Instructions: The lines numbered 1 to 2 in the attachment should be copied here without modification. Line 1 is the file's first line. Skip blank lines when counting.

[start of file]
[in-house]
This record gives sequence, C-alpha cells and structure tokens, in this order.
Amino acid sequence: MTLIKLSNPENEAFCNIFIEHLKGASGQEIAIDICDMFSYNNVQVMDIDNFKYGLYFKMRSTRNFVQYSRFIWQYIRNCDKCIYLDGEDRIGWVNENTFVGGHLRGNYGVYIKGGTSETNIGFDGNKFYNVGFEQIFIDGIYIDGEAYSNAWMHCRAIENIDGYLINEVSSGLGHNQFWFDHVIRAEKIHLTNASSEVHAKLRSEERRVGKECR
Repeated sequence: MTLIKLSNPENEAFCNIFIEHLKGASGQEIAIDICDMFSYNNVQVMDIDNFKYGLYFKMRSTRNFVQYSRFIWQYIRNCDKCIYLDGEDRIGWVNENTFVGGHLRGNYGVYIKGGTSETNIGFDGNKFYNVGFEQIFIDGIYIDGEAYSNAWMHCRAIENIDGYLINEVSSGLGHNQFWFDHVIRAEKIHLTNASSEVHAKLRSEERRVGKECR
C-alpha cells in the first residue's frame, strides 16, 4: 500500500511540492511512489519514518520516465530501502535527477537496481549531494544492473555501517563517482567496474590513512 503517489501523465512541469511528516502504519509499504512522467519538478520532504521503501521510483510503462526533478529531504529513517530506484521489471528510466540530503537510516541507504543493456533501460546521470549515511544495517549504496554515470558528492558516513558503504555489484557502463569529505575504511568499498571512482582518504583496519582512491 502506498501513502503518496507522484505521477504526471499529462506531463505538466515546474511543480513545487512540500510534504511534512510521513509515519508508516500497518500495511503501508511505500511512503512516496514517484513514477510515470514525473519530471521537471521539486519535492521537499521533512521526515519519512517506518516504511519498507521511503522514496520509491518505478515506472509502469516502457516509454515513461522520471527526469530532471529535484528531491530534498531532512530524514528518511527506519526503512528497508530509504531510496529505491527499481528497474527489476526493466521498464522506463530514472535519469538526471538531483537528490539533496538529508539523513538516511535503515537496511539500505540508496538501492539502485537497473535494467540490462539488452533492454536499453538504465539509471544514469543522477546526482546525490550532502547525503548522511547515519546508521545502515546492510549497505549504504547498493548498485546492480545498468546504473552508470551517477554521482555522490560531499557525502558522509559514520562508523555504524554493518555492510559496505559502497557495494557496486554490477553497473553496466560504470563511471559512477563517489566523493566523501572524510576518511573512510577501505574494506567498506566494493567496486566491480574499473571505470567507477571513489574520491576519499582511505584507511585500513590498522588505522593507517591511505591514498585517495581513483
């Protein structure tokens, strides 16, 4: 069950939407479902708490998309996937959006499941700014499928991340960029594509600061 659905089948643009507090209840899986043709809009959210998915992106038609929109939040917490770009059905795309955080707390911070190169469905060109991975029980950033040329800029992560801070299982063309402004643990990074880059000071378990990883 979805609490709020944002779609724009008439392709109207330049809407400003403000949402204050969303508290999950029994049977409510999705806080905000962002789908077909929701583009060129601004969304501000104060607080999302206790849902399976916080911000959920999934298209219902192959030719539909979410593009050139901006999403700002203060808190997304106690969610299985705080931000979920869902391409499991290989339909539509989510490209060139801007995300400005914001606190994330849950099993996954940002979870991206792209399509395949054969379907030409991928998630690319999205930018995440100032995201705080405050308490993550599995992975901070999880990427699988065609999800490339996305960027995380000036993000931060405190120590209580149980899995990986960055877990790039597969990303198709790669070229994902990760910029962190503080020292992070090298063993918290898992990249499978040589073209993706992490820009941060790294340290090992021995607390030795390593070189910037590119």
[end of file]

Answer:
[in-house]
This record gives sequence, C-alpha cells and structure tokens, in this order.